Israel’s elections are another nail in the coffin for Middle East stability

 
John Hulsman
Benjamin Netanyahu places a note at the Western Wall in Jerusalem following Likud's victory in Israel's general election (Source: Getty)
Let us be clear. It isn’t that Prime Minister Benjamin Netanyahu managed to win an upset re-election victory in Israel’s parliamentary elections last week that spells the definitive end of the Middle East peace process; it’s the manner in which he did so.

With the last opinion polls before the election showing him decisively losing ground to the centre-left Zionist Union’s Isaac Herzog, Netanyahu went all in, gambling everything politically on one last throw of the dice. Throwing all caution to the wind, he tacked decisively to the right, clearly stating that, if he was re-elected, there simply would not be a Palestinian state on his watch.

This out-of-the-blue statement did the trick, stopping defections on Israel’s right to smaller, and often more absolutist, factions than the Prime Minister’s Likud Party. Wavering right-wing voters returned to Netanyahu in droves, propelling him to a stunningly easy victory. Likud had seemed to be behind the Zionist Union by three or four seats; following his repudiation of the Palestinians, Netanyahu went on to win easily, controlling 30 of the 120 seats in the Knesset, with the Zionist Union far behind with 24. Whatever one thinks of it as a policy, saying he had given up on the peace process paid huge political dividends for the Prime Minister.

Netanyahu has subsequently appeared to backtrack, claiming that he had not intended to reverse his prior endorsement of a two-state solution. But in reality, he merely refined his pre-election declaration, saying that there is no chance of sustainable peace unless the circumstances change. Here the Prime Minister has a point. The basic trade behind decades of Palestinian-Israeli peace talks is simple enough: Land for Peace. That is, Israel would only make the territorial concessions necessary for the Palestinians to have a functioning state if genuine peace would result.

This has not been on the cards for years for one basic reason. With the rise of the more radical Hamas in the Gaza Strip competing against West Bank-based Fatah, the Palestinians have become a two-headed political monster. Even if it were achievable, peace with Fatah would not get the Israelis what they want: harmony with the Palestinians as a whole. Why on earth should Israel make wrenching concessions over land to Fatah if, at the end of the day, they did not achieve their pre-eminent negotiating goal? Bottom line, the Palestinians have been either unable (as in the case of Fatah) or unwilling (as in the case of Hamas) to give Israel the concessions it needed to politically make the diplomatic process work.

Moreover, the Prime Minister’s electoral gambit – dramatically ruling out any Palestinian state while he remains in office – only worked because a significant segment of Israeli opinion did not believe such a deal was worth it on its merits. Security conditions within Israel have greatly improved, as Palestinian violence against Israelis in-country has become rare. Given that, and given the unrealistic hope that the Palestinians could actually deliver on peace, many Israelis – particularly on the right – have soured on the whole unending and unedifying process itself.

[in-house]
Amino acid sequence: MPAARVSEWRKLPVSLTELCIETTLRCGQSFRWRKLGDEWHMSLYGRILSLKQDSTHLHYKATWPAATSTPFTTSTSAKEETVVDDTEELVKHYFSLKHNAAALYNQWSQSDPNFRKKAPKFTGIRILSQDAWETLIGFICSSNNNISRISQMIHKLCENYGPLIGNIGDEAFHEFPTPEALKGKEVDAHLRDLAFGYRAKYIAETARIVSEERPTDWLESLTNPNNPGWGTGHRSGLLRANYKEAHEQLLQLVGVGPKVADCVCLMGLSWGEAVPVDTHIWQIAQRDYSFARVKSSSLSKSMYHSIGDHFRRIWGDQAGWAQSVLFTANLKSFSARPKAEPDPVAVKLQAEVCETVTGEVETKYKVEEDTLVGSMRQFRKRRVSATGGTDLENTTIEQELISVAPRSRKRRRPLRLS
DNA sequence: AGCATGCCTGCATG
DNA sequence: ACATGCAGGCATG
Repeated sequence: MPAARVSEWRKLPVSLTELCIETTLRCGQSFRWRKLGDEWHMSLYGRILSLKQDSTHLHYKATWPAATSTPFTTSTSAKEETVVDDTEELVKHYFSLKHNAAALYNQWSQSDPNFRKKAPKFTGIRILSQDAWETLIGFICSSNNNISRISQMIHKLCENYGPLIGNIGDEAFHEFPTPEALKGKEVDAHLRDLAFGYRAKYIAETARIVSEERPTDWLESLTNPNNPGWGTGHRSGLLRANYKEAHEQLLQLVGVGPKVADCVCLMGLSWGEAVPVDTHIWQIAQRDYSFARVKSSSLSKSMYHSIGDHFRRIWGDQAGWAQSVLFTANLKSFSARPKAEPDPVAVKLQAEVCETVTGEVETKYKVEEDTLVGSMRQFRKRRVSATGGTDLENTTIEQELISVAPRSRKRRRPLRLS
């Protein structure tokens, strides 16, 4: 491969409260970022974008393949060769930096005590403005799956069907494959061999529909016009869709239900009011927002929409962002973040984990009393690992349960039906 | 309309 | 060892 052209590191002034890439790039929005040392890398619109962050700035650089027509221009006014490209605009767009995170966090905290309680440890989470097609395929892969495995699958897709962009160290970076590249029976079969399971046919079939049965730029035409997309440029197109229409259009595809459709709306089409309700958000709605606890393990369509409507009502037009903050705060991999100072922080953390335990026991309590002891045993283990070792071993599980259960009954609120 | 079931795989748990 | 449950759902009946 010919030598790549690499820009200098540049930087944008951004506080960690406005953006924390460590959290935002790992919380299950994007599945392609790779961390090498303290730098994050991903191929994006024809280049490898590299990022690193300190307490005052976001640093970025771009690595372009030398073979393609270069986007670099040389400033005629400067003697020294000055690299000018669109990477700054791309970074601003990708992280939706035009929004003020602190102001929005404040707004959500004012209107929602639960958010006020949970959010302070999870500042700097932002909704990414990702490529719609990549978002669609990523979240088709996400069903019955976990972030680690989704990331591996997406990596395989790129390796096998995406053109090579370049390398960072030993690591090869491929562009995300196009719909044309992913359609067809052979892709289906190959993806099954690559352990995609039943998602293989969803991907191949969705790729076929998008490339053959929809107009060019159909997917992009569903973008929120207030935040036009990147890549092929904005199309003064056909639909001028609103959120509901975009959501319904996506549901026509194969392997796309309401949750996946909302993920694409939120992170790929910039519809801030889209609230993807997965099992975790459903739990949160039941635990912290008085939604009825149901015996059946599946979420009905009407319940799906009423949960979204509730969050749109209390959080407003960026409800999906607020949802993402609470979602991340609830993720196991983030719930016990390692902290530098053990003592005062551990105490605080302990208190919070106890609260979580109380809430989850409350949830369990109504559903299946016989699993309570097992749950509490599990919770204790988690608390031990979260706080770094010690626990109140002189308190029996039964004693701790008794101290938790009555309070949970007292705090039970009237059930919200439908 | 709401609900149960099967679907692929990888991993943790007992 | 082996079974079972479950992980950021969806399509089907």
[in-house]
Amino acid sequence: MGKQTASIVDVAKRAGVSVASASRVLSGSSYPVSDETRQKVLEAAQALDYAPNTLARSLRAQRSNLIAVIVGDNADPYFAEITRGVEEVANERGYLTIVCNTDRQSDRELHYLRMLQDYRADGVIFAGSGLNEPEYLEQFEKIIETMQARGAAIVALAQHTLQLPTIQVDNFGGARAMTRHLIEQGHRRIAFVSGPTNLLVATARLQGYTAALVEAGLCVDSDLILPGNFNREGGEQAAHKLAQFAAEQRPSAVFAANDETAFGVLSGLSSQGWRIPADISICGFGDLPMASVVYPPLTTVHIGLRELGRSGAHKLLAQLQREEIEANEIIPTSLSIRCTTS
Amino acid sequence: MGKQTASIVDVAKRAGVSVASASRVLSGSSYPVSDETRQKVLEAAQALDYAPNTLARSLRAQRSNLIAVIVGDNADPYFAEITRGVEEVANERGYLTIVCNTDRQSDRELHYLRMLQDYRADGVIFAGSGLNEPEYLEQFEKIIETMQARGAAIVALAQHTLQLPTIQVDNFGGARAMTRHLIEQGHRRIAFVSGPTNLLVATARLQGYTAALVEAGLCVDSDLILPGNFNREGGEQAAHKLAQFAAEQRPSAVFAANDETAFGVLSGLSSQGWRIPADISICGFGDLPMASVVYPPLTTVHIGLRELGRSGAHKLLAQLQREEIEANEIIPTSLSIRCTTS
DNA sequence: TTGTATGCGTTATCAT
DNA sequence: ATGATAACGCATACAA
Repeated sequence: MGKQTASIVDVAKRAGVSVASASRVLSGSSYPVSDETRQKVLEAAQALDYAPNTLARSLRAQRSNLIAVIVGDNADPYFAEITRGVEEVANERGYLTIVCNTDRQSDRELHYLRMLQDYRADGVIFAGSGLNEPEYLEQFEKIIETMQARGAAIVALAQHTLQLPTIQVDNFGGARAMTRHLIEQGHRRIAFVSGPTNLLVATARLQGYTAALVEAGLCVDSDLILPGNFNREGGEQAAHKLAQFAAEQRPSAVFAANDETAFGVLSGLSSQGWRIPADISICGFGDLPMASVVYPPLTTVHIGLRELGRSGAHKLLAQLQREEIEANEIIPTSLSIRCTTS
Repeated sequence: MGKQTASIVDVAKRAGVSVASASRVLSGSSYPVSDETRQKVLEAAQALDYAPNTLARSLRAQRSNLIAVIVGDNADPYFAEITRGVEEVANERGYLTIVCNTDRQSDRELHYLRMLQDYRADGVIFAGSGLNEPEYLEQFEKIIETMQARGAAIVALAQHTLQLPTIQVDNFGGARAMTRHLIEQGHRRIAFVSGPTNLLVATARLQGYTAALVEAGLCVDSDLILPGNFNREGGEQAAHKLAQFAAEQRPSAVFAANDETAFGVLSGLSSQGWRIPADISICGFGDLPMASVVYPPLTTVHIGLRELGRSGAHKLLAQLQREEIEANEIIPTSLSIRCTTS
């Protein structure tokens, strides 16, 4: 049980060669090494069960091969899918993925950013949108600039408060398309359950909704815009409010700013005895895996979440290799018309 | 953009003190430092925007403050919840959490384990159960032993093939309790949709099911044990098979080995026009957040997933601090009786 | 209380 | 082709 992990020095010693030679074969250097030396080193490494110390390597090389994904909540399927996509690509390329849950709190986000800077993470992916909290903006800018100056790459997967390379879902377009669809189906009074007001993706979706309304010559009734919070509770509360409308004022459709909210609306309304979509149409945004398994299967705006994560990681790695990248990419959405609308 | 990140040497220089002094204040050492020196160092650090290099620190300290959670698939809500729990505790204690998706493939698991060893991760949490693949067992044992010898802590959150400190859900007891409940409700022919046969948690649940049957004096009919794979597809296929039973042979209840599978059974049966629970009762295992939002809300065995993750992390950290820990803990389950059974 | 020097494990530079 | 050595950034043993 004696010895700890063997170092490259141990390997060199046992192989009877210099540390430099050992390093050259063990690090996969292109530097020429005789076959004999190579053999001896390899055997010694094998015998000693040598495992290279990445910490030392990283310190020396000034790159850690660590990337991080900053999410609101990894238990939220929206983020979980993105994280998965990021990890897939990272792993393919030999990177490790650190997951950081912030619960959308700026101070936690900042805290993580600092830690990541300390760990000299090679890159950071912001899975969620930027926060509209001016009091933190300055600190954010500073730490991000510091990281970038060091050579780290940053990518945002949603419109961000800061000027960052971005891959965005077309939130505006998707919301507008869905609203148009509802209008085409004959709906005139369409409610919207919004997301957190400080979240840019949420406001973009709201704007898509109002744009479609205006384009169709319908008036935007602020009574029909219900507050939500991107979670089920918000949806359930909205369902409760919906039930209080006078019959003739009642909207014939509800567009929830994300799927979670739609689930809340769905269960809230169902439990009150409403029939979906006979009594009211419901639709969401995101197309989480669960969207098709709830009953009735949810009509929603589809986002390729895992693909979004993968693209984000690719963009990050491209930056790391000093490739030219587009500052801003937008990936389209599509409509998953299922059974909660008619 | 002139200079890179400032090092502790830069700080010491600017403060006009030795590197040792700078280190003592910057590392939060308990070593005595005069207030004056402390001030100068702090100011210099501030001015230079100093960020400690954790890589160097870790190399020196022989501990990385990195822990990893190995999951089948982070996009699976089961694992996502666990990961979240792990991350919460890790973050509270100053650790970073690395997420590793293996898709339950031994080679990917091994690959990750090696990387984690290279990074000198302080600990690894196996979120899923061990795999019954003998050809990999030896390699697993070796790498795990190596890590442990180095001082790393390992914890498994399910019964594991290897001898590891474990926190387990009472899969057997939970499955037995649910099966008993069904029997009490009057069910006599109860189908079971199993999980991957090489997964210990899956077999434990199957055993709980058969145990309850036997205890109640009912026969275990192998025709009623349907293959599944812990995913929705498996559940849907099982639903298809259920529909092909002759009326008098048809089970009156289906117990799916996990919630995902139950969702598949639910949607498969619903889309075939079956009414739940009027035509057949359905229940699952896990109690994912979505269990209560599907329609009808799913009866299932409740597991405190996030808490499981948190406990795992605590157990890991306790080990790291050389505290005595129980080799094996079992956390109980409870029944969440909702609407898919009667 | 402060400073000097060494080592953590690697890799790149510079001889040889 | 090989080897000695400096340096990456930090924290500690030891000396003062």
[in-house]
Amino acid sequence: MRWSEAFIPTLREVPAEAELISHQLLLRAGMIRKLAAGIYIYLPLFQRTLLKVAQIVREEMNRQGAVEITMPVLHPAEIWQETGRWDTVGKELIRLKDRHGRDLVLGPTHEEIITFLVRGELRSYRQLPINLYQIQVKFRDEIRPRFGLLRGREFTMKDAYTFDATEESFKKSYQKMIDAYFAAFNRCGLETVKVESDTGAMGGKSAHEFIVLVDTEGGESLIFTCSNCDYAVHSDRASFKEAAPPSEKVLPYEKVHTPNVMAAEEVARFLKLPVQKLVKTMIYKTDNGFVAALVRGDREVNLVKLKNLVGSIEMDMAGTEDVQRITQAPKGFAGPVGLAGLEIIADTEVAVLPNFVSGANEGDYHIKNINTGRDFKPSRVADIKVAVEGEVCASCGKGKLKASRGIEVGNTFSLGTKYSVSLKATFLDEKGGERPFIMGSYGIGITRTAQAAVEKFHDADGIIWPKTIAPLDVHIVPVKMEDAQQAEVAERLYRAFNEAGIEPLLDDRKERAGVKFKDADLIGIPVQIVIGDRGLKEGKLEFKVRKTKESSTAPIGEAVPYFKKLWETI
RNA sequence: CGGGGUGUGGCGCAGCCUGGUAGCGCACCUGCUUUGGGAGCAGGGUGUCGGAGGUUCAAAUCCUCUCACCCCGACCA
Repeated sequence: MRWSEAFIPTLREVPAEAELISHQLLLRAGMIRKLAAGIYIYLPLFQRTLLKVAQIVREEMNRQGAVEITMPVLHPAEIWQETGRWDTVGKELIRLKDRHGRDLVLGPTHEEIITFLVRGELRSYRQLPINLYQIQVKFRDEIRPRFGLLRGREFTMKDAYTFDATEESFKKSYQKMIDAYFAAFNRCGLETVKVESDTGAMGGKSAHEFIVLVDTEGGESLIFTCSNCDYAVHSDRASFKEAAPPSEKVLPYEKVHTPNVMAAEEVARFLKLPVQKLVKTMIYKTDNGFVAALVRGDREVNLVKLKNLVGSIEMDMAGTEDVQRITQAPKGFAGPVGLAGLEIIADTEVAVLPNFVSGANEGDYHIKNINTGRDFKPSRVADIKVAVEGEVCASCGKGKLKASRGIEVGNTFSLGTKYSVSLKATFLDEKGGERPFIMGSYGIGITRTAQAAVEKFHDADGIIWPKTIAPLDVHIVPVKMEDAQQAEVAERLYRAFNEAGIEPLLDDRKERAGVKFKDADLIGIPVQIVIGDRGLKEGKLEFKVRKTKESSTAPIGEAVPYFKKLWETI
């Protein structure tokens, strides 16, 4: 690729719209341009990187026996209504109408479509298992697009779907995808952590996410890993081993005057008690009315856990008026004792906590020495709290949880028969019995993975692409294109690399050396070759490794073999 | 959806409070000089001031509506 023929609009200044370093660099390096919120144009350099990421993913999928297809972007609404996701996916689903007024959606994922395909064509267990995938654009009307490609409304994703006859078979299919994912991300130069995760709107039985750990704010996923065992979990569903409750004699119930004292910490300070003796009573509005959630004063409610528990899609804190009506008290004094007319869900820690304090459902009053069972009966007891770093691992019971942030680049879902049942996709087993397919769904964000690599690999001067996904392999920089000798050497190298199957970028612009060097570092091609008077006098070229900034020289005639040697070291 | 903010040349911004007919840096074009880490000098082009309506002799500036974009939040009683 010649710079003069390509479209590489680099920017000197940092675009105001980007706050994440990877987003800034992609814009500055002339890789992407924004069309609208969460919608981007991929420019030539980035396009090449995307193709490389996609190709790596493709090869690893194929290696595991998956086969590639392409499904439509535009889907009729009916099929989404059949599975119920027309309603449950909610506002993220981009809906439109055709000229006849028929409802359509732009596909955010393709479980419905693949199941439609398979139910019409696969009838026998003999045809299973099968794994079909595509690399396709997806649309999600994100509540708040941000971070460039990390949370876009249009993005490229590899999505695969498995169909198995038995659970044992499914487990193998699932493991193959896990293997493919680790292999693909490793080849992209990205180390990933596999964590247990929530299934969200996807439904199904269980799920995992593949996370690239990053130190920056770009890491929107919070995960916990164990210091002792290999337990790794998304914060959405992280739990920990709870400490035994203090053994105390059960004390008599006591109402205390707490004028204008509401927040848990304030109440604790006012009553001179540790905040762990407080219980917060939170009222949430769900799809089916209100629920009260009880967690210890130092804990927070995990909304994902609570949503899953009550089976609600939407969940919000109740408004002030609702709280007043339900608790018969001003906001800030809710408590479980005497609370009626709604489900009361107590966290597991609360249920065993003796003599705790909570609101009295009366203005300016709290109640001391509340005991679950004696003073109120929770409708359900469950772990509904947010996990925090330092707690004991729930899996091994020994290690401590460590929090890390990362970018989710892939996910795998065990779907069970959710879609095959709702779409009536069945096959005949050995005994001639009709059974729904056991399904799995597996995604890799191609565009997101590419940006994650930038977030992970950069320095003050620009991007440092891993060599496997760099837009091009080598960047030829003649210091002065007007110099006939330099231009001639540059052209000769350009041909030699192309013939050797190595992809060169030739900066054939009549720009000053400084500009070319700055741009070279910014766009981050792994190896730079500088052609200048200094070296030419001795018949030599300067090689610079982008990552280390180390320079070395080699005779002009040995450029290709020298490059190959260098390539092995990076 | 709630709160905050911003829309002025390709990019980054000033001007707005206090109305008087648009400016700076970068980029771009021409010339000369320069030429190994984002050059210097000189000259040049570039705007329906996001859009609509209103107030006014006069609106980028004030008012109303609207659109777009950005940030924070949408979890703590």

While in my view the entire process – for the reasons stated above – has been objectively dead in policy terms for quite some time, this is still a fateful moment. Whatever backtracking Netanyahu does, by effectively announcing his government’s withdrawal from the peace process, everyone with eyes to see will make adjustments to this diplomatic sea change; the Middle East is about to enter another era, one quite possibly even more destabilised than before.

For there will be a reckoning to the Prime Minister’s stating the obvious. Without a state of their own as the ultimate goal, the Palestinians will become more radicalised, as they have almost nothing left to lose. In a region in utter chaos, this has to be another nail in the coffin of restoring stability.

Far worse, from a Palestinian point of view, is not merely Netanyahu’s disavowal of the peace process; it’s that Israeli citizens in great numbers agreed with him. The illusion that the Palestinian dream of self-determination might soon be realised has been exposed as a cruel pipedream. A more radical Palestinian leadership is the likely result, which in turn makes genuine peace an ever more distant prospect.

Netanyahu’s rupture from the administration of Barack Obama is also now complete. Over the two most important strategic issues in the region – the peace process and the Iran nuclear talks – Washington and Israel find themselves at loggerheads. Until now, strong support for Israel has been the default position of the Democratic and Republican parties. Whether this remains so in the medium term is now open to question.

Dr John C Hulsman is senior columnist at City A.M. He is a life member of the Council on Foreign Relations, and author of Ethical Realism, The Godfather Doctrine, and Lawrence of Arabia, To Begin the World Over Again. He is president of John C Hulsman Enterprises (www.john-hulsman.com), a global political risk consultancy, and available for corporate speaking and private briefings at www.chartwellspeakers.com

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